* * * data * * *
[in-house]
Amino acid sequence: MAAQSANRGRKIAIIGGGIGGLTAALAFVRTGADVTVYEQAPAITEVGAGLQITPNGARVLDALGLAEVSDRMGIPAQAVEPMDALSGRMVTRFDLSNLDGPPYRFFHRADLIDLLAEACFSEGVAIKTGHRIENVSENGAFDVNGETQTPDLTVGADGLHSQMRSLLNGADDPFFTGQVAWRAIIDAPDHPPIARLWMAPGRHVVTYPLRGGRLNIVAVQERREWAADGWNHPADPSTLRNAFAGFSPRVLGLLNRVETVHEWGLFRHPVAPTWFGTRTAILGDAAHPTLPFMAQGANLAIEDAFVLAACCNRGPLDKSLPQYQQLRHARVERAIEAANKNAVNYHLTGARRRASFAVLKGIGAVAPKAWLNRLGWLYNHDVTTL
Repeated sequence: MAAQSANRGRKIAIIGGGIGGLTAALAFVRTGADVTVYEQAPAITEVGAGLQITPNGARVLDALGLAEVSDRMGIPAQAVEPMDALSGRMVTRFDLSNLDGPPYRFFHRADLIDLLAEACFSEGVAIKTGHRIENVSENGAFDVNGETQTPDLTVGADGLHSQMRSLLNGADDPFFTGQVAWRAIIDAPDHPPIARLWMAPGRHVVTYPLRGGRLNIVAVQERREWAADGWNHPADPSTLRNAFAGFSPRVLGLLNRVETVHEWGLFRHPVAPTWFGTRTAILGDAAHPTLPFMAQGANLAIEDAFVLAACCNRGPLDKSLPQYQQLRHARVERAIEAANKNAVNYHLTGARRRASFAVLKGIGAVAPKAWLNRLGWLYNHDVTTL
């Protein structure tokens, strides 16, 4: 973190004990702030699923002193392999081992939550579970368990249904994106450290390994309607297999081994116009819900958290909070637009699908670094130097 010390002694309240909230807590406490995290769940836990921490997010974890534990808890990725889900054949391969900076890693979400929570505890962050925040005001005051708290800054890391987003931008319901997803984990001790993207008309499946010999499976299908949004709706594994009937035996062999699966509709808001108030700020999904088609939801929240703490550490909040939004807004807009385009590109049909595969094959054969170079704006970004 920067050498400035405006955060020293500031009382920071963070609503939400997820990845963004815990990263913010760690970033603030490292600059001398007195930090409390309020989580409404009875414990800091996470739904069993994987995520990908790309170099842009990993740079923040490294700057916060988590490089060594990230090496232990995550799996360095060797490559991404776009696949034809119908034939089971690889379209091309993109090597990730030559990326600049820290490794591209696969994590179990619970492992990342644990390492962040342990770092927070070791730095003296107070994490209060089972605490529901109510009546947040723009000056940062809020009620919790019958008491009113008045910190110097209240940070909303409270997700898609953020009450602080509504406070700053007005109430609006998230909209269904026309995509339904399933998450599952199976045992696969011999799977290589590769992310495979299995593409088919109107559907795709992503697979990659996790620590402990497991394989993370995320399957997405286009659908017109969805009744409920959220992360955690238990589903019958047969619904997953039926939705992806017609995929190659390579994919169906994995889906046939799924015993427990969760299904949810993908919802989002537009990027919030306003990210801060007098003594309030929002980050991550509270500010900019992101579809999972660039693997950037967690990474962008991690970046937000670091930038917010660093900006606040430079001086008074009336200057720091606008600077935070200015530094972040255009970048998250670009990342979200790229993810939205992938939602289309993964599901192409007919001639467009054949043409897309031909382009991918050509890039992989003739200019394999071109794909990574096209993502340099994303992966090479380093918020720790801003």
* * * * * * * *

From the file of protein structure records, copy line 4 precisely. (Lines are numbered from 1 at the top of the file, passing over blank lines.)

């Protein structure tokens, strides 16, 4: 973190004990702030699923002193392999081992939550579970368990249904994106450290390994309607297999081994116009819900958290909070637009699908670094130097 010390002694309240909230807590406490995290769940836990921490997010974890534990808890990725889900054949391969900076890693979400929570505890962050925040005001005051708290800054890391987003931008319901997803984990001790993207008309499946010999499976299908949004709706594994009937035996062999699966509709808001108030700020999904088609939801929240703490550490909040939004807004807009385009590109049909595969094959054969170079704006970004 920067050498400035405006955060020293500031009382920071963070609503939400997820990845963004815990990263913010760690970033603030490292600059001398007195930090409390309020989580409404009875414990800091996470739904069993994987995520990908790309170099842009990993740079923040490294700057916060988590490089060594990230090496232990995550799996360095060797490559991404776009696949034809119908034939089971690889379209091309993109090597990730030559990326600049820290490794591209696969994590179990619970492992990342644990390492962040342990770092927070070791730095003296107070994490209060089972605490529901109510009546947040723009000056940062809020009620919790019958008491009113008045910190110097209240940070909303409270997700898609953020009450602080509504406070700053007005109430609006998230909209269904026309995509339904399933998450599952199976045992696969011999799977290589590769992310495979299995593409088919109107559907795709992503697979990659996790620590402990497991394989993370995320399957997405286009659908017109969805009744409920959220992360955690238990589903019958047969619904997953039926939705992806017609995929190659390579994919169906994995889906046939799924015993427990969760299904949810993908919802989002537009990027919030306003990210801060007098003594309030929002980050991550509270500010900019992101579809999972660039693997950037967690990474962008991690970046937000670091930038917010660093900006606040430079001086008074009336200057720091606008600077935070200015530094972040255009970048998250670009990342979200790229993810939205992938939602289309993964599901192409007919001639467009054949043409897309031909382009991918050509890039992989003739200019394999071109794909990574096209993502340099994303992966090479380093918020720790801003």